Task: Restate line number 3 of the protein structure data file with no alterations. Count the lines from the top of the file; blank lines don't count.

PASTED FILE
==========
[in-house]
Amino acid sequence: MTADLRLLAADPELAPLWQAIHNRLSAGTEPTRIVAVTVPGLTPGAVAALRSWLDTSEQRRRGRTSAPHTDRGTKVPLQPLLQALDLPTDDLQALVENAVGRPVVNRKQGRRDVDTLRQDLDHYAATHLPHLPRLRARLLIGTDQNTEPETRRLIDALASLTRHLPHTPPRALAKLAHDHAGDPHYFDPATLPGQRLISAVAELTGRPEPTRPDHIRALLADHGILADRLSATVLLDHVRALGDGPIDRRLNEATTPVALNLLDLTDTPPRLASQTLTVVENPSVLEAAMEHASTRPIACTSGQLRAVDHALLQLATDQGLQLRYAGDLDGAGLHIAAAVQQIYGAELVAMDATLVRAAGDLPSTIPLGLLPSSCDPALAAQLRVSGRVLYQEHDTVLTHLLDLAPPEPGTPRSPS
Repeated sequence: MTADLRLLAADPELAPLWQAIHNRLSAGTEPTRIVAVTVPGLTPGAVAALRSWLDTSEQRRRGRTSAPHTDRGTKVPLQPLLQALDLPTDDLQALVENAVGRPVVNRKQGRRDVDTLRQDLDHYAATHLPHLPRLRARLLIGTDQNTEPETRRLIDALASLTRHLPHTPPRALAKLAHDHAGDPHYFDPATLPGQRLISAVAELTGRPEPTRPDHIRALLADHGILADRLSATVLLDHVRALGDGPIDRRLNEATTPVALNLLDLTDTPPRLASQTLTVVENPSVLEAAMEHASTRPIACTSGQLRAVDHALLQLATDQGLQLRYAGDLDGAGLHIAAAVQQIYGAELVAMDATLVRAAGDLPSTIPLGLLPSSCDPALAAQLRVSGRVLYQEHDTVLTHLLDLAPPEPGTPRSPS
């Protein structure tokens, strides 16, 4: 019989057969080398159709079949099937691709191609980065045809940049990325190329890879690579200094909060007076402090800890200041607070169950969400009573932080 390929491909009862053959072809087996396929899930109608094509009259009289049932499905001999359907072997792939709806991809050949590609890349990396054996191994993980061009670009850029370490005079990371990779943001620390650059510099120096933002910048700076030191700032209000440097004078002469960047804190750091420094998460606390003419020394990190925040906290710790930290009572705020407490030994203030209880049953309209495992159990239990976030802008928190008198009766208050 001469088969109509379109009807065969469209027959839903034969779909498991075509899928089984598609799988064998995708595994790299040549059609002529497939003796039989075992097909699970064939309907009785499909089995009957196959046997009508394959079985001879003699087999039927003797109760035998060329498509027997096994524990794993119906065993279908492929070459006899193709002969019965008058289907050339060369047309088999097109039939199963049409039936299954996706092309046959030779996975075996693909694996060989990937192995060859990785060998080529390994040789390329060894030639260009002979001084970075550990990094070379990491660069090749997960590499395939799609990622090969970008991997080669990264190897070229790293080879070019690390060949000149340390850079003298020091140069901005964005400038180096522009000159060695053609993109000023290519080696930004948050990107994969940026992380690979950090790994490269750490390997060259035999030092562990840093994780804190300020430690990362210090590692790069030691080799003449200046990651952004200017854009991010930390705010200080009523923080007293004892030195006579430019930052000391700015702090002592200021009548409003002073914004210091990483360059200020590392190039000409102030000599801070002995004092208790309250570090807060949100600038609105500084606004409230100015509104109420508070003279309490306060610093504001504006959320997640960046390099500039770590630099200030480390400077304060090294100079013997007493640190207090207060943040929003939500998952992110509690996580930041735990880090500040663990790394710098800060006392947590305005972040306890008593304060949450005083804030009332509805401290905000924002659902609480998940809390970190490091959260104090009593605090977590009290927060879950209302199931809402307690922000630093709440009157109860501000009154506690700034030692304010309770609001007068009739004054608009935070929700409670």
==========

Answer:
Repeated sequence: MTADLRLLAADPELAPLWQAIHNRLSAGTEPTRIVAVTVPGLTPGAVAALRSWLDTSEQRRRGRTSAPHTDRGTKVPLQPLLQALDLPTDDLQALVENAVGRPVVNRKQGRRDVDTLRQDLDHYAATHLPHLPRLRARLLIGTDQNTEPETRRLIDALASLTRHLPHTPPRALAKLAHDHAGDPHYFDPATLPGQRLISAVAELTGRPEPTRPDHIRALLADHGILADRLSATVLLDHVRALGDGPIDRRLNEATTPVALNLLDLTDTPPRLASQTLTVVENPSVLEAAMEHASTRPIACTSGQLRAVDHALLQLATDQGLQLRYAGDLDGAGLHIAAAVQQIYGAELVAMDATLVRAAGDLPSTIPLGLLPSSCDPALAAQLRVSGRVLYQEHDTVLTHLLDLAPPEPGTPRSPS